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InfoQ Homepage News Microsoft Updates Azure Event Grid with Event Domains, Advanced Filtering Features and More

Microsoft Updates Azure Event Grid with Event Domains, Advanced Filtering Features and More

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With Event Grid, customers can manage all their events in one place in Azure. Recently, Microsoft announced enhancements to this service with two new features, advanced filters, and Event Domains. Furthermore, the team responsible for Event Grid has been working to improve the developer experience, and has made Event Grid available in more regions.

The evolution of Azure Event Grid continues after its general availability in February of this year, and the added support for Cloud Events later in June, and integration with the IoT Hub in September. The Service Bus engineering team responsible for Event Grid has now added a "Event Domains" feature, built several new types of advanced filters, updated some of their SDKs, added a time-to-live feature for Event Subscriptions, and also added Portal UI support for configuring dead-lettering and retry policies.

With Event Domains, customers can get fine-grained authorization and authentication control over each topic via the Azure Active Directory, which lets them easily select which of their tenants or customers has access to subscribe to each of the Event Grid topics. Bahram Banisadr, program manager, Event Grid told InfoQ:

Our aim is to give customers a way of managing and partitioning topics when they are creating complex and multitenant architectures. A Domain is really nothing more than an uber-topic that can manage the authentication, authorization, and publishing for thousands of topics at once. We’ve taken the architecture we built to allow Azure services to publish events to customers and we’ve made it available for anyone to use.

The Event Domain feature also handles partitioning, which means instead of needing to publish events to each topic individually, customers can publish all their events to the Domain’s endpoint. Subsequently, Event Grid takes care of ensuring each event will be sent to the correct topic. Banisadr also told InfoQ some of the scenarios where Event Domains can be useful:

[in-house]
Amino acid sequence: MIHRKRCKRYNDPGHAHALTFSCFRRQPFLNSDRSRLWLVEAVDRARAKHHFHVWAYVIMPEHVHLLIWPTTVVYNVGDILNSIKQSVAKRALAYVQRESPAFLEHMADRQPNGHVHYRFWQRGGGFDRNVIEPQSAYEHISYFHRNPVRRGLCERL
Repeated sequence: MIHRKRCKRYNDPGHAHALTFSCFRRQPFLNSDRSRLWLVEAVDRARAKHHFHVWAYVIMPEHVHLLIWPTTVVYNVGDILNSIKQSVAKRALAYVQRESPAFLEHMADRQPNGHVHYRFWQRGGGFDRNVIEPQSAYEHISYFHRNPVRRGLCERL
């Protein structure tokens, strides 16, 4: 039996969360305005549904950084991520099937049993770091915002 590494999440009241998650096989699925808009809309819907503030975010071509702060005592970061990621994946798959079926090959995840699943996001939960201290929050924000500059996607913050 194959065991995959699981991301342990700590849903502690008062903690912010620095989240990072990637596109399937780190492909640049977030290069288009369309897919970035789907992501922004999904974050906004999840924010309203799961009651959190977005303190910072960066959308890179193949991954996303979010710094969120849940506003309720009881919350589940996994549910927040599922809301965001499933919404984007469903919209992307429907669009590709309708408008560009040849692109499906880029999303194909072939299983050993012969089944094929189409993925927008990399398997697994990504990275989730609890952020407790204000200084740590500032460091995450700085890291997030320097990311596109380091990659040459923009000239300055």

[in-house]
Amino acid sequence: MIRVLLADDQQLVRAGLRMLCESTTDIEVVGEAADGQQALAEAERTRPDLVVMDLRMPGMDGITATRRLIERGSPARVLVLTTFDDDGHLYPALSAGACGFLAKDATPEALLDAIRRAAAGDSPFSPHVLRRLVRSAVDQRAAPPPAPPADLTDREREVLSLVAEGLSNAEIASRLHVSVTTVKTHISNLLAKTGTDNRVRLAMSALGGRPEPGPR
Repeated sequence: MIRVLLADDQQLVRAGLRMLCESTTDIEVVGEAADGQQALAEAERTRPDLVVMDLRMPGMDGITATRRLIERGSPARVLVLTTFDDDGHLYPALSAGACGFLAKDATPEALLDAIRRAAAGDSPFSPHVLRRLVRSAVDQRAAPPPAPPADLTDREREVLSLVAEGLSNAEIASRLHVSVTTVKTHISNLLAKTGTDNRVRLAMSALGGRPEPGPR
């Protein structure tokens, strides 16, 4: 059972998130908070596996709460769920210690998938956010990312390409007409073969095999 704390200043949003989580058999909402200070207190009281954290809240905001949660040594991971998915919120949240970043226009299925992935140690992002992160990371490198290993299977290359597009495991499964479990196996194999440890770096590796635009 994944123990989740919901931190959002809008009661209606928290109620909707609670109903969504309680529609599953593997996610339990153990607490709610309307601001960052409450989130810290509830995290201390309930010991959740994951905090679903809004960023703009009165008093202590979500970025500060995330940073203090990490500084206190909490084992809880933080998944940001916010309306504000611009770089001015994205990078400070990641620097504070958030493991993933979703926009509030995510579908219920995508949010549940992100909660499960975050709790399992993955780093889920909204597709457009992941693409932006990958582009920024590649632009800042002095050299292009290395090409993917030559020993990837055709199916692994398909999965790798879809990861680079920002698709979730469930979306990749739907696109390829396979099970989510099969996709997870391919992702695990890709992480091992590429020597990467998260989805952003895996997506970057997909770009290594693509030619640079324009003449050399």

There are multiple scenarios in which a Domain might be helpful – for example, if you’re handling sensitive data within your company, and you only want teams to be able to subscribe to topics on a need to know basis, you could easily create a topic per data-type and use managed access controls to allow teams to only subscribe to events they should have access to.

Alternatively, if you produce IoT devices for smart homes, you have a constraint of not wanting a device in home A to be able to subscribe to events meant for home B. You probably also don’t want to deal with the headache of publishing events to each home in your network individually. An Event Domain would be able to partition each home as its own topic, and all of your events would only have to be published to the Domain’s endpoint – Event Grid will take care of publishing the events to the proper topics.


 
Source: https://azure.microsoft.com/en-gb/blog/deliver-the-right-events-to-the-right-places-with-event-domains/


The second feature, advanced filters, will allow customers to use several new types of filters such as numerical, string, and Boolean. With these filters, customers will have a set of operators for each data type and more fields available to run them on. Thus, customers will have more control over what events are routed where, and can ensure only the required events are accessed by the compute services handling them.

Furthermore, advanced filters support filtering on envelope properties (such as DataVersion, Id, and Topic), as well as the first layer of the data payload. Banisadr told InfoQ the following on advanced filtering:

Advanced filtering is probably our most highly requested customer feature to date. Filtering of events in Event Grid makes it so that you don’t have to do filtering on the publisher side, or on the event handler’s side. Instead, the publisher sends merely all relevant data, but using filters; the event handler only receives the specific subset of data that it has said it is interested in.

Adding filters like "string contains", Boolean or "number is greater than" allows for much more precise and high fidelity filtering. When we talk about building event-based reactive programs, it is vital that our event handler only is triggered on the proper set of conditions. The advanced filters we just released does just that.

In addition to the features, Microsoft updated some of the Event Grid SDKs, specifically the Java, .NET and Go SDKs to make consuming Azure Native Events even easier. The engineering team has also added a time to live (TTL) feature for Event Subscriptions, allowing customers to configure a live time, at creation, for an Event Subscription after which it automatically gets cleaned up. Besides the updated SDKs and Event Subscription TTL feature, the team added Portal UI support for configuring dead-lettering and retry policies.

Lastly, Microsoft increased the availability of Azure Event Grid to US Gov Arizona, Texas, and Virginia regions. Moreover, the availability in these regions will include all the new features and developer improvements. The pricing details of Azure Event Grid are available on the pricing page.

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